How to Distribute Long-Form Thought-Leadership Content in a Bite-Sized Digital Era
When Twitter expanded its character count from 140 to 280 in 2017, the move was hailed as a win for advocates of long-form content on social media.
But financial marketers know all too well that, when it comes to establishing your bona fides as an investment thought leader, trying to explain a complex idea in 280 characters is a tough task.
This is especially true of an industry that prides itself on producing long-form white papers, research reports, and other content that commonly spans thousands of words over dozens of pages.
Indeed, one of the biggest challenges that financial marketers face in today’s digital era is the clash between their desire to produce well-researched and highly sophisticated long-form thought leadership and readers’ ever-shortening attention spans.
What’s more, the drastic swing toward mobile content consumption and the always-shifting technology landscape have made it difficult for marketers to pinpoint how the worlds of long- and short-form content can co-exist.
It’s a question that our team at Wentworth Financial Communications is trying to figure out as well. While we have yet to discover the silver bullet, we do have several recommendations that we think financial marketers should consider as they develop strategies for using social media and other digital distribution channels for establishing their firm as thought leaders.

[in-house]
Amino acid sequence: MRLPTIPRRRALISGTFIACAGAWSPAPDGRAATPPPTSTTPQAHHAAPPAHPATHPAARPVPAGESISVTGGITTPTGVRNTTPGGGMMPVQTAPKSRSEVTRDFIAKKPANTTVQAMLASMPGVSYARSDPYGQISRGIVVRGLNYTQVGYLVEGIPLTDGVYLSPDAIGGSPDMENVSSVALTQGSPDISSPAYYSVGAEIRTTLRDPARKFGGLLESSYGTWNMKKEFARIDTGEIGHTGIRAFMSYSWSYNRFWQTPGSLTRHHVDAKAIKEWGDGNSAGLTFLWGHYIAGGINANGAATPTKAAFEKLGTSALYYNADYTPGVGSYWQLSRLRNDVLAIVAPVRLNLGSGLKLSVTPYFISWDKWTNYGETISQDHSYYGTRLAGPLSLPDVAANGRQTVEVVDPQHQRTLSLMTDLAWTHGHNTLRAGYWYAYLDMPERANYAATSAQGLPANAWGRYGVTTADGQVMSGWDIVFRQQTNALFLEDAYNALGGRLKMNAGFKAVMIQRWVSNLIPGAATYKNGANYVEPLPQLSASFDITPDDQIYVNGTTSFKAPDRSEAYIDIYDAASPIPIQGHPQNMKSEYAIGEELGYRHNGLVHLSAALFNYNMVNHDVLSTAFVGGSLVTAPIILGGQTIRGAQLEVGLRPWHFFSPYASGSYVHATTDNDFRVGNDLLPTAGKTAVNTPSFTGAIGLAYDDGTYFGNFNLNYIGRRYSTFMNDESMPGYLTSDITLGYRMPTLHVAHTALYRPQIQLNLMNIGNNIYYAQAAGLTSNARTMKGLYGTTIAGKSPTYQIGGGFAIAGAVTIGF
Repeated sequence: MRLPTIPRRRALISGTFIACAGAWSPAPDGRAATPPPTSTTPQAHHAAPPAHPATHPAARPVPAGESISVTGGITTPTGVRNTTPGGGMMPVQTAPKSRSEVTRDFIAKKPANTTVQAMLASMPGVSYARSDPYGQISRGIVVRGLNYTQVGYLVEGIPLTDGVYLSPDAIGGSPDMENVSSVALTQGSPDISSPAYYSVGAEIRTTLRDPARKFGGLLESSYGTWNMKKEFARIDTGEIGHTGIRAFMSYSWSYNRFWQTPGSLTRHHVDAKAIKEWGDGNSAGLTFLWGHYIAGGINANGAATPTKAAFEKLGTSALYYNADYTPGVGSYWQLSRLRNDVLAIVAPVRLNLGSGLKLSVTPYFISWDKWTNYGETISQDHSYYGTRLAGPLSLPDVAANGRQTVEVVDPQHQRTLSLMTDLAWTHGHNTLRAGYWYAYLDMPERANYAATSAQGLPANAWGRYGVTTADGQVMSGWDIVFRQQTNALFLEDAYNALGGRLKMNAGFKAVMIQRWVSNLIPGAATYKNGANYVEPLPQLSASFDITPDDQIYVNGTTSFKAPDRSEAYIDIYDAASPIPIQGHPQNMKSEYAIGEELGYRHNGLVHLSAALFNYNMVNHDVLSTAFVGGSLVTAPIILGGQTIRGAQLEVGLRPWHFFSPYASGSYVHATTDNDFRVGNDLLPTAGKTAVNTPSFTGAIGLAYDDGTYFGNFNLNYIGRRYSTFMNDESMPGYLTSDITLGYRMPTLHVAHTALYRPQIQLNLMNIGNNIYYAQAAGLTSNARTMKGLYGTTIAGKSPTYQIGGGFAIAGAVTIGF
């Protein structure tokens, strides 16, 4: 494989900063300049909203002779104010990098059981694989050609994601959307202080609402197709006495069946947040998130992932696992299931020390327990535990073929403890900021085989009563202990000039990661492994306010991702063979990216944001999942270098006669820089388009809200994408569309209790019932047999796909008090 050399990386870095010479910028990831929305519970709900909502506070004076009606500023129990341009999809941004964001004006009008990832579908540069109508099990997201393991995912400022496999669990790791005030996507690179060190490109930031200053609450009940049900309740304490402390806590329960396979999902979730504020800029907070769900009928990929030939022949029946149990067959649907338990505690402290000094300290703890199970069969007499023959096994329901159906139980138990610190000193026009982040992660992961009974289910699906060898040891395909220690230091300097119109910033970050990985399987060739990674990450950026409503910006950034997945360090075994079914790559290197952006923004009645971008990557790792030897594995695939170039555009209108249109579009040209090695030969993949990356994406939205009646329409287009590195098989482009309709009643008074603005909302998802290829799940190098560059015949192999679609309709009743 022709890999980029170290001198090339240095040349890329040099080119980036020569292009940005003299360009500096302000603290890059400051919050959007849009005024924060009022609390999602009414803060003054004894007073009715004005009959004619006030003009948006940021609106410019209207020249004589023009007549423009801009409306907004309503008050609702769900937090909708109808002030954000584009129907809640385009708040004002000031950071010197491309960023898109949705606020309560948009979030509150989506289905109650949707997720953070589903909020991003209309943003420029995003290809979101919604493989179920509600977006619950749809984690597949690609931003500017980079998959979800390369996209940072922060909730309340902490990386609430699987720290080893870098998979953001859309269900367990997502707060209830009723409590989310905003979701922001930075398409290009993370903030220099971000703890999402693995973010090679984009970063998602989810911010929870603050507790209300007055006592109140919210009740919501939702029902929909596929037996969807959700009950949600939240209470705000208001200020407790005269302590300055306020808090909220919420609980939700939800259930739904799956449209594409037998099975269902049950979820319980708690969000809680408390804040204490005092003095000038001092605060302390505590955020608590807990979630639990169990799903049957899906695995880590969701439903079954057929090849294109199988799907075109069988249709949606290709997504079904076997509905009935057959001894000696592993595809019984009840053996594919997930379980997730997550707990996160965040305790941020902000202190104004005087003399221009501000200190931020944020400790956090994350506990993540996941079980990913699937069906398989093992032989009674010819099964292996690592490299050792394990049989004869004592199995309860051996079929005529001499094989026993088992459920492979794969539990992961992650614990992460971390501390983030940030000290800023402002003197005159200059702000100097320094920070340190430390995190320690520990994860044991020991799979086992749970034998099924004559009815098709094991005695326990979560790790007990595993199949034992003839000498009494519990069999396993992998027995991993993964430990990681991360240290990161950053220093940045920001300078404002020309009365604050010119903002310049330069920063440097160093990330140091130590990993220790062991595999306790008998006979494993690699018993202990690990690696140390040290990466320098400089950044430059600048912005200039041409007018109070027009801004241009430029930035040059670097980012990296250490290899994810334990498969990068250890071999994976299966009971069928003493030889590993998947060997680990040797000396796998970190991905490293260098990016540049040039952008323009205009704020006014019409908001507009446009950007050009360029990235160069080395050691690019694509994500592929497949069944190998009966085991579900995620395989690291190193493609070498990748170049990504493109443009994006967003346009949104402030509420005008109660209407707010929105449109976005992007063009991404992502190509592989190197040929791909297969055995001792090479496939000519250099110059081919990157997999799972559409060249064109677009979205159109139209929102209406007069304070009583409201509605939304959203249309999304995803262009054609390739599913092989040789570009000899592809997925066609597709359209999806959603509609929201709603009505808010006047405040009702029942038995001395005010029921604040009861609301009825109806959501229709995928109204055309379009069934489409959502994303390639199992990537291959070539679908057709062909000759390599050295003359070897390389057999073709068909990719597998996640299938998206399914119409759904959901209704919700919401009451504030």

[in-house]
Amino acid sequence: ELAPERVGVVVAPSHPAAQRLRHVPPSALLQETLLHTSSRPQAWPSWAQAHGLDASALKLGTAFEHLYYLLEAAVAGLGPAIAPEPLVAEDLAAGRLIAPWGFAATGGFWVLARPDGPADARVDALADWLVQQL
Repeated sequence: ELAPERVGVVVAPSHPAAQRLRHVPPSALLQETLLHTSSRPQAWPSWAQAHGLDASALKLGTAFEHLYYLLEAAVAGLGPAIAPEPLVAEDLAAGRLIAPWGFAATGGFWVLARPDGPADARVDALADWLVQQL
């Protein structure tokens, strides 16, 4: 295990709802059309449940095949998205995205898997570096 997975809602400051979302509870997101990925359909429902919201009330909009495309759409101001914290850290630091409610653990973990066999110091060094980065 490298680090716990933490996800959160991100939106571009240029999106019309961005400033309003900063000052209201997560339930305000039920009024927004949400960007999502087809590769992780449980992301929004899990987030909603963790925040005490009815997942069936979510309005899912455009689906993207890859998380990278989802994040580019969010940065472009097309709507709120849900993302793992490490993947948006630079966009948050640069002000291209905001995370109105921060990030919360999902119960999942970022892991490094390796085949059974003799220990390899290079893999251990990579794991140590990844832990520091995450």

Write shorter pieces
No, we don’t claim that this idea qualifies as splitting the atom, but often the simplest solutions are the most effective. So perhaps the simplest way to adapt to readers’ shortening attention spans is to just … write fewer words.
Cut that eight-page white paper down to four pages. Make the four-page white paper two pages. If you want to publish a 20-page deep dive to showcase your expertise, that’s fine. But realize that most readers won’t have time to go on that deep dive with you, so create a one- or two-page executive summary to capture the highlights.
Apply the ‘trunk and branches’ concept with long-form content
One idea that WFC has adopted with its own thought leadership—we’ve begun to recommend this to our clients as well—is the idea of using longer-form content as the “trunk of the tree” that produce “branches” in the form of shorter pieces of content. These branches, which are designed for distribution on digital and social channels, reach out to the audience and guide people who are interested back to the trunk of the tree.
In addition to creating a landing page for your 10-page white paper where people can download it as a PDF, find three or four sub-themes within that white paper and turn those into individual blog posts or infographics.
Post those on your firm’s blog or website, and create unique social media posts contextualized for each specific channel—Twitter, LinkedIn, etc.—promoting the smaller branches, which in turn are pointing readers back to the longer white paper.
Convert written thought leadership to new media
Not all long-form content needs to be written. Using video, motion graphics, or—my emerging favorite—podcasts as the medium for your long-form content can be extremely effective. In some cases, video and other new media can also be created as short-form content branches leading back to a longer written piece.